“I did more for the Black community than anybody with the possible exception of Abraham Lincoln, whether you like it or not.”
And he does not even definitively say that Lincoln, the president that emancipated the slaves and led this nation through a civil war, did more for the black community.
His focus with respect to race relations has been to stoke division for the benefit of his political fortunes. Instead of focusing on possible bi-partisan reforms to address the concerns of the Black Lives Matter protesters, his response has ranged from dismissal to gas-lighting, saying we should be more concerned about self-proclaimed “anarchists” and rioters, even though both groups make up a very small percentage of the protesters and whose demand are easily filtered from demands for substantive reform of law enforcement. Anything to inflame his base, and to keep from doing anything that might anger them in the slightest.
The substantive response of his administration has been outright malicious. Never before would any of us expect that, in this country, unidentified officers could throw protesters into unmarked vehicles and detain them without reading them their rights, or explaining the crime they were being held for. Additionally, he has illegally detained these protesters until they agree to a court mandated release on the condition that they waive their First Amendment right to protest. This behavior by federal law enforcement completely violates the Bill of Rights. But it seems violations of the rights of those not within his political coalition, including systemic abuse by police, is not too great a concern for him. In fact, it should be encouraged if it galvanizes his base.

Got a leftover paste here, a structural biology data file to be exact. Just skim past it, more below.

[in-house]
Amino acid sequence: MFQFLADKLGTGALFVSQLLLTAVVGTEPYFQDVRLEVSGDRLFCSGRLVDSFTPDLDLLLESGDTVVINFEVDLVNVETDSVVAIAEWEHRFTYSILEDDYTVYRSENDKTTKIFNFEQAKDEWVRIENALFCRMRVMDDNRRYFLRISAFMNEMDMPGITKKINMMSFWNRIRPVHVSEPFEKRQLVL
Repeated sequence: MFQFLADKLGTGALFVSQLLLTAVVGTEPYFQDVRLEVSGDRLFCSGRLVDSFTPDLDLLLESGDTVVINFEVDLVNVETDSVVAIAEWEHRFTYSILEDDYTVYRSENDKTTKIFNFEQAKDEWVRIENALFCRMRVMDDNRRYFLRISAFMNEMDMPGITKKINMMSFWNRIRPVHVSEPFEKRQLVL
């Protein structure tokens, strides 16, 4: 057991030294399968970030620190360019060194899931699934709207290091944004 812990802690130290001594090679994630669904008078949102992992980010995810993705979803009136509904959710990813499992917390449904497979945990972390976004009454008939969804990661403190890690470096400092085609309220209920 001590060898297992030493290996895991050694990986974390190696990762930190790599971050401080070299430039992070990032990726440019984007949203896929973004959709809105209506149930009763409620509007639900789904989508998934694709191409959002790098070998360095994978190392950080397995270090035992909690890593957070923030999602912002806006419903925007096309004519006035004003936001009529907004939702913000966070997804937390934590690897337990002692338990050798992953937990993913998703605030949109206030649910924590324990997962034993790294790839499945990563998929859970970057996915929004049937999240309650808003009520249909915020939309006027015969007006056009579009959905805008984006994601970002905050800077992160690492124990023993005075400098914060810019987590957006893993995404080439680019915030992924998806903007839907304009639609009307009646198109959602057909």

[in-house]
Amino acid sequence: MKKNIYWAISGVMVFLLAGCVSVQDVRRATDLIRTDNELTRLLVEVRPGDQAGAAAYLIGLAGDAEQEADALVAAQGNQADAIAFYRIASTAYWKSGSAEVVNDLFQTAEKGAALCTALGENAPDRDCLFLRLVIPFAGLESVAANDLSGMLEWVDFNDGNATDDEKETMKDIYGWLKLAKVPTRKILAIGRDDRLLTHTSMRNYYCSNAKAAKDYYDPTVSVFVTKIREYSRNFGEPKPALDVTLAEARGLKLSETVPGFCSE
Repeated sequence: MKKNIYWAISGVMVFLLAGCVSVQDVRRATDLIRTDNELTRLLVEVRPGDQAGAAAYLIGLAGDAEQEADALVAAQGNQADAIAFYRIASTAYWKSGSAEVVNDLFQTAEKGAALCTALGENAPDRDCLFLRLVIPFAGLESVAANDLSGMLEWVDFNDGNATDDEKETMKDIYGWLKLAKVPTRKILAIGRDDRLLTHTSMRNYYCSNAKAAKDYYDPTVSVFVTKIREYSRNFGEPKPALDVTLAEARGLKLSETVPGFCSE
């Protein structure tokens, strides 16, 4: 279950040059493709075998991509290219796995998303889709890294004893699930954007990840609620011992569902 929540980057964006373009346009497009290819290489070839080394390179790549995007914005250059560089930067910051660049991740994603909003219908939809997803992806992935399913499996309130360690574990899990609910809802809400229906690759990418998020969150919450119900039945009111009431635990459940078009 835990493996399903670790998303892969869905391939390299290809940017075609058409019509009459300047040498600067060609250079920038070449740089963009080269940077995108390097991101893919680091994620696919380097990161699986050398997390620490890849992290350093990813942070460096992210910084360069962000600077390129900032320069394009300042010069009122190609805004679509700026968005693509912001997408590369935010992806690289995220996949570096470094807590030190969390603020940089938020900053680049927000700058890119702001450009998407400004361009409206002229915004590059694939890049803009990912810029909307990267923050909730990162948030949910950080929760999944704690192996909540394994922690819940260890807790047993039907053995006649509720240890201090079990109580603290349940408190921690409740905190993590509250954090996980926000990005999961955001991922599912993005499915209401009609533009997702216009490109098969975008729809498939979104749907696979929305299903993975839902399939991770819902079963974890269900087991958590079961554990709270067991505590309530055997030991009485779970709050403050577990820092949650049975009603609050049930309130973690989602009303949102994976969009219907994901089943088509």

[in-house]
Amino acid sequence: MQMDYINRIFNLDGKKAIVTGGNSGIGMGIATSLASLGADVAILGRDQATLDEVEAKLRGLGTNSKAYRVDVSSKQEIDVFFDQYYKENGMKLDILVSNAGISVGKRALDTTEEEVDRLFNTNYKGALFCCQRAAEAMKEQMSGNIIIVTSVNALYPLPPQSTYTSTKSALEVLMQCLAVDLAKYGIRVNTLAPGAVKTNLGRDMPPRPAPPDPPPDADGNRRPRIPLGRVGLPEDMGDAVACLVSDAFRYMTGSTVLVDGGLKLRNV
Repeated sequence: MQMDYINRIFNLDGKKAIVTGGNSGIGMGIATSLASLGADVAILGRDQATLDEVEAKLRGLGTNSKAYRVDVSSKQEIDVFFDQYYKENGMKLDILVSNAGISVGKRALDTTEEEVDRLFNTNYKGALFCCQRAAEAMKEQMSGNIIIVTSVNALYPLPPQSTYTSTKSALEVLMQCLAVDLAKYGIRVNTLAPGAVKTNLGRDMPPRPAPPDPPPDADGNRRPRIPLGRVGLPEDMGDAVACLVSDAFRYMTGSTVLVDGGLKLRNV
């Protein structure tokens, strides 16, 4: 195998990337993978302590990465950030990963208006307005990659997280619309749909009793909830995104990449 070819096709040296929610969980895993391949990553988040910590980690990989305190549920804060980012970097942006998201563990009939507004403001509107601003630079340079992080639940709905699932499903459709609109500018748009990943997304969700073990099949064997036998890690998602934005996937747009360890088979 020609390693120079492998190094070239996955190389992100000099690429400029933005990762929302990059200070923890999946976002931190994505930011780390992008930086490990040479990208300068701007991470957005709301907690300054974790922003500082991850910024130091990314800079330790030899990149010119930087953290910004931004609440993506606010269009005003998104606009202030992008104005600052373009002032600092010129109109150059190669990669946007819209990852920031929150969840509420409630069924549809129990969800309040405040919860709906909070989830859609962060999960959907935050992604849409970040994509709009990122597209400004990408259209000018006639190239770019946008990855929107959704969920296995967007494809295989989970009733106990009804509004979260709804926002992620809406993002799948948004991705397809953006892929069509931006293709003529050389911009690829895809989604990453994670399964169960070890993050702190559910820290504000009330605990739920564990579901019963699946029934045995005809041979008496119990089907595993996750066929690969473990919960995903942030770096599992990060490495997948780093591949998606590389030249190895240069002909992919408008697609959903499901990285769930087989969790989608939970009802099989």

Ignoring the Economy
Before the pandemic hit, the United States economy was doing as well as it had in a generation. We were effectively at full employment, the stock market was flying high, and wages were rising. Which made the economic downturn that resulted from the pandemic much more jarring. It would seem that this downturn was inevitable, but again it can be traced back to the lackadaisical response of an indifferent administration.
Early on, Trump’s focus was on maintaining a positive outlook on everything to avoid any interruption of the economy. But this spilled over into his administration’s actual, behind-the-scenes response. The only action they took were one’s that would be well-received by his base: travel bans on Europe and China. Though these specific actions might have been necessary, and had an economic toll, it was not coupled with any mitigation efforts domestically, or with the acquisition of PPE supplies. His administration publicly downplayed the threat of the virus.
Other countries who were proactive in the their response, like Japan and South Korea, were able to mitigate the contagion without enforcing lock-down measures. These lock-downs were the true culprit of the economic disaster that unfolded. Estimates of GDP for Q2, the time period from April through June that saw the imposition of lock-down measures nationwide, indicate a contraction of over 33%, a percentage decline never seen in any quarter in American history. It became illegal for many business in the service industry to operate, for “non-essential” employees to work, or for people to gather in large groups. Many of these businesses will have to close their doors forever.